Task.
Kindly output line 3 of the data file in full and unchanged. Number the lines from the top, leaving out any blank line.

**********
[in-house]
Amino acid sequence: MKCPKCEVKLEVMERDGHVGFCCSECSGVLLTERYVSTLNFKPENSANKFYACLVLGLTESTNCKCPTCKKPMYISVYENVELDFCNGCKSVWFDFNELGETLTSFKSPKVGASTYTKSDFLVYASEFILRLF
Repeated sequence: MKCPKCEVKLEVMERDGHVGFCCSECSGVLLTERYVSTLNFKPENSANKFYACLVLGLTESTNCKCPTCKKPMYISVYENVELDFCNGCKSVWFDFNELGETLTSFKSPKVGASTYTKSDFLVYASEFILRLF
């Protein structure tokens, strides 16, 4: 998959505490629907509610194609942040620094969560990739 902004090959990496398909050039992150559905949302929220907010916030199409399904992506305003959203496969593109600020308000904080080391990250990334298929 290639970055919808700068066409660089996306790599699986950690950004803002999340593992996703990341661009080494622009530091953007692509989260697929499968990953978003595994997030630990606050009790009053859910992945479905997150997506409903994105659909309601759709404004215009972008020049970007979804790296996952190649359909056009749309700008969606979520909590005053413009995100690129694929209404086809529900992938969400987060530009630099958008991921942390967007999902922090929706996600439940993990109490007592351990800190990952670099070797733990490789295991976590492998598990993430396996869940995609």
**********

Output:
Repeated sequence: MKCPKCEVKLEVMERDGHVGFCCSECSGVLLTERYVSTLNFKPENSANKFYACLVLGLTESTNCKCPTCKKPMYISVYENVELDFCNGCKSVWFDFNELGETLTSFKSPKVGASTYTKSDFLVYASEFILRLF